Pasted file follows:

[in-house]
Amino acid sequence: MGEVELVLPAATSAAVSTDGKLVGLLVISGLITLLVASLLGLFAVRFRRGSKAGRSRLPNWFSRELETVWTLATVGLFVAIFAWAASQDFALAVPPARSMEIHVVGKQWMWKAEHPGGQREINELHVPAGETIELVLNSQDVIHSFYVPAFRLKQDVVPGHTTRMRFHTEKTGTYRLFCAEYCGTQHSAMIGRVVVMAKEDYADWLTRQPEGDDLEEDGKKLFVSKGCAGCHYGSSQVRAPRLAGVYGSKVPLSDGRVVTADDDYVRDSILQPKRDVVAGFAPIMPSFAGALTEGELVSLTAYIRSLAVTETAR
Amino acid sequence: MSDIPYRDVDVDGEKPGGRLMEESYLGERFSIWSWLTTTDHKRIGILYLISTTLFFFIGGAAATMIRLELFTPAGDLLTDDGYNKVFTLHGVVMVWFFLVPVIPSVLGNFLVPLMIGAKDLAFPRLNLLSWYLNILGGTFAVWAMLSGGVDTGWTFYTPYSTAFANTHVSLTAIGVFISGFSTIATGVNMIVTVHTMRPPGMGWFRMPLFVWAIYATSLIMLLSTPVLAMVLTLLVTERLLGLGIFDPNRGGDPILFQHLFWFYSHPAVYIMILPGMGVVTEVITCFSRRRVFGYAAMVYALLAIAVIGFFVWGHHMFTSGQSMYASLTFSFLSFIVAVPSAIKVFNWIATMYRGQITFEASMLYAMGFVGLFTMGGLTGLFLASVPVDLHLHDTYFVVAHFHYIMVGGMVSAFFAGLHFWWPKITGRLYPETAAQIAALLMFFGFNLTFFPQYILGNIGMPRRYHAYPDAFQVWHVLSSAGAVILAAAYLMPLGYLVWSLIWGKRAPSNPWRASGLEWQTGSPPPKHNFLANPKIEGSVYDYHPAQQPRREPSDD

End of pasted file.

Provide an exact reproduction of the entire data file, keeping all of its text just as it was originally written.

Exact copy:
[in-house]
Amino acid sequence: MGEVELVLPAATSAAVSTDGKLVGLLVISGLITLLVASLLGLFAVRFRRGSKAGRSRLPNWFSRELETVWTLATVGLFVAIFAWAASQDFALAVPPARSMEIHVVGKQWMWKAEHPGGQREINELHVPAGETIELVLNSQDVIHSFYVPAFRLKQDVVPGHTTRMRFHTEKTGTYRLFCAEYCGTQHSAMIGRVVVMAKEDYADWLTRQPEGDDLEEDGKKLFVSKGCAGCHYGSSQVRAPRLAGVYGSKVPLSDGRVVTADDDYVRDSILQPKRDVVAGFAPIMPSFAGALTEGELVSLTAYIRSLAVTETAR
Amino acid sequence: MSDIPYRDVDVDGEKPGGRLMEESYLGERFSIWSWLTTTDHKRIGILYLISTTLFFFIGGAAATMIRLELFTPAGDLLTDDGYNKVFTLHGVVMVWFFLVPVIPSVLGNFLVPLMIGAKDLAFPRLNLLSWYLNILGGTFAVWAMLSGGVDTGWTFYTPYSTAFANTHVSLTAIGVFISGFSTIATGVNMIVTVHTMRPPGMGWFRMPLFVWAIYATSLIMLLSTPVLAMVLTLLVTERLLGLGIFDPNRGGDPILFQHLFWFYSHPAVYIMILPGMGVVTEVITCFSRRRVFGYAAMVYALLAIAVIGFFVWGHHMFTSGQSMYASLTFSFLSFIVAVPSAIKVFNWIATMYRGQITFEASMLYAMGFVGLFTMGGLTGLFLASVPVDLHLHDTYFVVAHFHYIMVGGMVSAFFAGLHFWWPKITGRLYPETAAQIAALLMFFGFNLTFFPQYILGNIGMPRRYHAYPDAFQVWHVLSSAGAVILAAAYLMPLGYLVWSLIWGKRAPSNPWRASGLEWQTGSPPPKHNFLANPKIEGSVYDYHPAQQPRREPSDD